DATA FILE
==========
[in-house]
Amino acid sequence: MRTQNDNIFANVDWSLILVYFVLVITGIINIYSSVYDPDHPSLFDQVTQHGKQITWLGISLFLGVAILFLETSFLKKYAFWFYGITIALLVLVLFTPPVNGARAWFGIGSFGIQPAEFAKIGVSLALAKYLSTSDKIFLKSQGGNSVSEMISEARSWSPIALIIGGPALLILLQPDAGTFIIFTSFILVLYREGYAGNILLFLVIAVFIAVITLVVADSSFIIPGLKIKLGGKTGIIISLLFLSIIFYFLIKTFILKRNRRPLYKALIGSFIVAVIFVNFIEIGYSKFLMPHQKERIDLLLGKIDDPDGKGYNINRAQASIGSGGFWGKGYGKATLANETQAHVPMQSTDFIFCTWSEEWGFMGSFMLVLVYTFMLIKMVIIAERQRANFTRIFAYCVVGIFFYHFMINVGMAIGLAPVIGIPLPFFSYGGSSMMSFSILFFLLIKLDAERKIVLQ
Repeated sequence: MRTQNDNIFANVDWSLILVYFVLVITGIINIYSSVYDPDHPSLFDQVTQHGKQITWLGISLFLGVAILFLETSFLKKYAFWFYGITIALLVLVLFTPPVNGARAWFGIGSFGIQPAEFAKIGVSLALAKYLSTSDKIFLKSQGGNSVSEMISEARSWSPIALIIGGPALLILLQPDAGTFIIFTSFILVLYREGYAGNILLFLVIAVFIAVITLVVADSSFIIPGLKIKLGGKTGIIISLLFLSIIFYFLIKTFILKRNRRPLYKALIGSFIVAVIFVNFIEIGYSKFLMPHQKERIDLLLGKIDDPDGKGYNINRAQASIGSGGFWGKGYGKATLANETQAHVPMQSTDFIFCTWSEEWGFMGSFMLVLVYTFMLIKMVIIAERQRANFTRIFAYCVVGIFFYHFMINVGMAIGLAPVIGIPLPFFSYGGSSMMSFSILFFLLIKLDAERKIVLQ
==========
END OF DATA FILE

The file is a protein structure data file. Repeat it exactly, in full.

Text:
[in-house]
Amino acid sequence: MRTQNDNIFANVDWSLILVYFVLVITGIINIYSSVYDPDHPSLFDQVTQHGKQITWLGISLFLGVAILFLETSFLKKYAFWFYGITIALLVLVLFTPPVNGARAWFGIGSFGIQPAEFAKIGVSLALAKYLSTSDKIFLKSQGGNSVSEMISEARSWSPIALIIGGPALLILLQPDAGTFIIFTSFILVLYREGYAGNILLFLVIAVFIAVITLVVADSSFIIPGLKIKLGGKTGIIISLLFLSIIFYFLIKTFILKRNRRPLYKALIGSFIVAVIFVNFIEIGYSKFLMPHQKERIDLLLGKIDDPDGKGYNINRAQASIGSGGFWGKGYGKATLANETQAHVPMQSTDFIFCTWSEEWGFMGSFMLVLVYTFMLIKMVIIAERQRANFTRIFAYCVVGIFFYHFMINVGMAIGLAPVIGIPLPFFSYGGSSMMSFSILFFLLIKLDAERKIVLQ
Repeated sequence: MRTQNDNIFANVDWSLILVYFVLVITGIINIYSSVYDPDHPSLFDQVTQHGKQITWLGISLFLGVAILFLETSFLKKYAFWFYGITIALLVLVLFTPPVNGARAWFGIGSFGIQPAEFAKIGVSLALAKYLSTSDKIFLKSQGGNSVSEMISEARSWSPIALIIGGPALLILLQPDAGTFIIFTSFILVLYREGYAGNILLFLVIAVFIAVITLVVADSSFIIPGLKIKLGGKTGIIISLLFLSIIFYFLIKTFILKRNRRPLYKALIGSFIVAVIFVNFIEIGYSKFLMPHQKERIDLLLGKIDDPDGKGYNINRAQASIGSGGFWGKGYGKATLANETQAHVPMQSTDFIFCTWSEEWGFMGSFMLVLVYTFMLIKMVIIAERQRANFTRIFAYCVVGIFFYHFMINVGMAIGLAPVIGIPLPFFSYGGSSMMSFSILFFLLIKLDAERKIVLQ